Dr. Stack Visits the Capitol


Each year, 22,000 women will be diagnosed with ovarian cancer, while 15,500 will die from it. Because there is no reliable early detection test for ovarian cancer, majority of women with the disease are diagnosed when they are late-stage, and are already at a dramatic disadvantage for long-term survival.


In July, the Ovarian Cancer National Alliance (OCNA) held its annual Survivor Meeting. More than 400 ovarian cancer survivors gathered in Washington, D.C. to learn about the latest in ovarian cancer research and advocacy measures, and to learn trends for enhancing the quality of life for patients and survivors.


Sharon Stack, Ph.D. and director of the Harper Cancer Research Institute attended the four-day conference. On Monday, July 15, Dr. Stack joined nearly 200 women and men on Capitol Hill to have a frank discussion with U.S. legislators about the importance of ovarian cancer research funding. Their “one-day plunge” was designed to bring maximum attention to several critical issues that are impacting the progress of treatment and research of this disease. Dr. Stack attended the meeting as part of the Harper Cancer Research Institute’s commitment to bringing a multi-disciplinary approach to cancer research and treatment.

Beat Ovarian Cancer

That same day, Stack and her colleagues met with legislators representing northern Indiana in Washington, D.C.—Senators Dan Coats and Joe Donnelly, as well as Representatives Andre Carson and Jackie Walorski. The focus of the one-day-plunge was on three critical areas: awareness, funding and treatment.

·       September is Ovarian Cancer Awareness Month. The most common symptoms of the disease such as bloating, pelvic or abdominal pain, difficulty eating and urinary frequency, mimic other less serious problems. This makes early detection difficult.  And current early detection tests are unreliable, making the disease more challenging than others to intercept and intervene at the earliest stages when there is the most hope for survival.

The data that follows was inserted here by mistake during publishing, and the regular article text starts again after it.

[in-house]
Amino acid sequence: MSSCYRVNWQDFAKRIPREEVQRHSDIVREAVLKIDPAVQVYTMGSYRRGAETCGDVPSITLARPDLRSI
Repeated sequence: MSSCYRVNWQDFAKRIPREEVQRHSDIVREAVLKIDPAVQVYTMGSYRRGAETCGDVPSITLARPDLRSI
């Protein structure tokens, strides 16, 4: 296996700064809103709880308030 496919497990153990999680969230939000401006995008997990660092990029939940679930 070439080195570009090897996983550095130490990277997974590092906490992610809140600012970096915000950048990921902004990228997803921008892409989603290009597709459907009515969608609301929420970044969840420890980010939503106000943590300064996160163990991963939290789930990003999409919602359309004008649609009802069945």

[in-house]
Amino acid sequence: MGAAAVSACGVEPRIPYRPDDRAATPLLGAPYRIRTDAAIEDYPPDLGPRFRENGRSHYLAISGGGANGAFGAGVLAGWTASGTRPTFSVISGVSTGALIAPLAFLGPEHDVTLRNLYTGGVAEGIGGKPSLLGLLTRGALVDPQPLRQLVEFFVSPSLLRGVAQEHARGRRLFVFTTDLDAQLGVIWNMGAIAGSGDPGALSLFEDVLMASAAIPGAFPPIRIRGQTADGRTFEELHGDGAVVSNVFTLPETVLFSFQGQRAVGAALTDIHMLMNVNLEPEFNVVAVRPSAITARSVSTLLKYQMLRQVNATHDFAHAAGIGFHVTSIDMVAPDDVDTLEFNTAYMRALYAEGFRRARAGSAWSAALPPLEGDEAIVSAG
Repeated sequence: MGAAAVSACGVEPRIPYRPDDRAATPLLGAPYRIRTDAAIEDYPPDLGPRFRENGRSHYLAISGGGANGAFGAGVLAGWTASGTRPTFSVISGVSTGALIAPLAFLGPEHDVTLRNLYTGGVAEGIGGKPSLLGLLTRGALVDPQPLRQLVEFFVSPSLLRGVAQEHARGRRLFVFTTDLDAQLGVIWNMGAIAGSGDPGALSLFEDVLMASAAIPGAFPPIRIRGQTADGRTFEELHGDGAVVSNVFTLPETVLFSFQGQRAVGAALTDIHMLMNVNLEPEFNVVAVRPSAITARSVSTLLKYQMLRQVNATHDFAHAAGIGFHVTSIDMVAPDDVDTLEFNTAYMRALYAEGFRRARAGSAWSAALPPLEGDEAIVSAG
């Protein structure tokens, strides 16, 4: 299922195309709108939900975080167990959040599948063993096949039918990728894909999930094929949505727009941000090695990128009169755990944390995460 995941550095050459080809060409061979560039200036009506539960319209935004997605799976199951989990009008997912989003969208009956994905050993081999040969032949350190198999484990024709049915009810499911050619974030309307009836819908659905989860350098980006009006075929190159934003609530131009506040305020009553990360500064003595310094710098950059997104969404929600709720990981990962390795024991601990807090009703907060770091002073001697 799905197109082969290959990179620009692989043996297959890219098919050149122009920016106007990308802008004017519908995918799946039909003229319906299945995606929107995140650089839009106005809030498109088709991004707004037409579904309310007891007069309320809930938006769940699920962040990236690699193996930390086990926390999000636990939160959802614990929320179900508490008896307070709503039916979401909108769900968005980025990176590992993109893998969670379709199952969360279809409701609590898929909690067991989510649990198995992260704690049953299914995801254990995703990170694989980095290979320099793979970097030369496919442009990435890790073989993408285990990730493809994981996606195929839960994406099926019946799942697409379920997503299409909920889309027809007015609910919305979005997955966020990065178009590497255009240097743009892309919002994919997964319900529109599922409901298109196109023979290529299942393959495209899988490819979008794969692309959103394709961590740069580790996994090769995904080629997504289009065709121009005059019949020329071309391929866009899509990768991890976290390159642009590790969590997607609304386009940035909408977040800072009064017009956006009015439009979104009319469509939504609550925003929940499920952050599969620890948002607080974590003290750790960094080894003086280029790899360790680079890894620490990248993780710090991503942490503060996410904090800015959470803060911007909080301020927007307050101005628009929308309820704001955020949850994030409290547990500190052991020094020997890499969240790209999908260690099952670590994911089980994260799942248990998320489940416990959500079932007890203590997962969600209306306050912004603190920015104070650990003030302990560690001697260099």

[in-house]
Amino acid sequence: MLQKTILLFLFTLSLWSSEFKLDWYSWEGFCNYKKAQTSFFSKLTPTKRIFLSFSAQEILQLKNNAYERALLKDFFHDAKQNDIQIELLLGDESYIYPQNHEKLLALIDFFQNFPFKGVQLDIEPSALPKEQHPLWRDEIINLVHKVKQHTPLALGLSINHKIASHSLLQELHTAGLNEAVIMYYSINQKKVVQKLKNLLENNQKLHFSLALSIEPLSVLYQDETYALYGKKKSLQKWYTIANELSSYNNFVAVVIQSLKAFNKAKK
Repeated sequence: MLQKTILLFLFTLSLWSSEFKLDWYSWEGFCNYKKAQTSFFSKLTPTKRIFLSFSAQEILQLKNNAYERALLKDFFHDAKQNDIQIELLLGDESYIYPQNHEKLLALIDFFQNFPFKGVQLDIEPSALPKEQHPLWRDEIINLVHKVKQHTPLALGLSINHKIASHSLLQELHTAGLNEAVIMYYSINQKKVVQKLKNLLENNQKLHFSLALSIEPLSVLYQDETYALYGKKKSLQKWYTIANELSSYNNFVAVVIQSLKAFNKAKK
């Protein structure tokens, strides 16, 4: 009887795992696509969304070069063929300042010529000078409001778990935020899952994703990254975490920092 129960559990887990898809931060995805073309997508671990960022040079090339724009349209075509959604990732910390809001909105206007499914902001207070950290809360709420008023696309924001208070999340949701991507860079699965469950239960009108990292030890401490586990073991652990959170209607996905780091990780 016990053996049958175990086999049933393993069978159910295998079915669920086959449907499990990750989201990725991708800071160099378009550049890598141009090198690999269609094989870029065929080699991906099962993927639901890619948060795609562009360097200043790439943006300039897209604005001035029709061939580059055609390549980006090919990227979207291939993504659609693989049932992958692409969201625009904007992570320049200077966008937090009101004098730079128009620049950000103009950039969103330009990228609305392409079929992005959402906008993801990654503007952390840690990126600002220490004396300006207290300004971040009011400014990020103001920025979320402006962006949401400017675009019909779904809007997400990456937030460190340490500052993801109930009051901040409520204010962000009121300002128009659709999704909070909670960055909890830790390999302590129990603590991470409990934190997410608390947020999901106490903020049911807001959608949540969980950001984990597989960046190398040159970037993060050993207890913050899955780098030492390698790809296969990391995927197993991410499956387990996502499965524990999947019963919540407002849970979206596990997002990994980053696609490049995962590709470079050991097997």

·         Dr. Stack urged legislators to become co-sponsors of the Alliance’s movement to arm survivors with the tools to teach medical, nursing and physician assistant students about symptoms, risks and treatment relating to ovarian cancer.

·         For 15 years, the Department of Defense Ovarian Cancer Research Program (OCRP), funded through congressional appropriation, has been yielding innovative high-risk/high-reward research, including several medical breakthroughs with regard to treatment options. OCRP is different from research conducted by the National Cancer Institute.  So, researchers who participate in OCRP can often use funding from both agencies to advance their studies (Dr. Stack is one of a handful of researchers in the nation with more than one grant to study ovarian cancer). It was OCNA’s request to legislators that the current $20 million level of funding for this research be maintained in the next budget.

·         Dr. Stack urged area legislators in the House to support House of Representatives bill number 1801 (H.R 1801) which is known as the Cancer Drug Parity Act of 2013.  When passed by both houses of Congress, the Cancer Drug Parity Act will help reduce the cost of oral chemotherapy drug treatments for cancer patients. 

Oral chemotherapy has become a standard treatment option because many patients are more tolerant of this less invasive and time consuming option. But the drugs themselves are often miss-classified under an individual’s healthcare plan as prescription benefits rather than anticancer treatments. This miss-classification results in extremely high co-payments. Dr. Stack urged area legislators in the House to support The Cancer Drug Parity Act of 2013. She also urged Indiana Senators to support the bill once it passes the House.


The Cancer Drug Parity Act requires “any health plan that provides coverage for cancer chemotherapy treatment to provide coverage for orally administered anticancer medication at a cost no less favorable than the cost of IV, port administered, or injected anticancer medication.”


Other areas of focus at the conference included information on new clinical trials that are available to patients, targeted therapies that are emerging, as well as patient advocacy issues and caregiver information.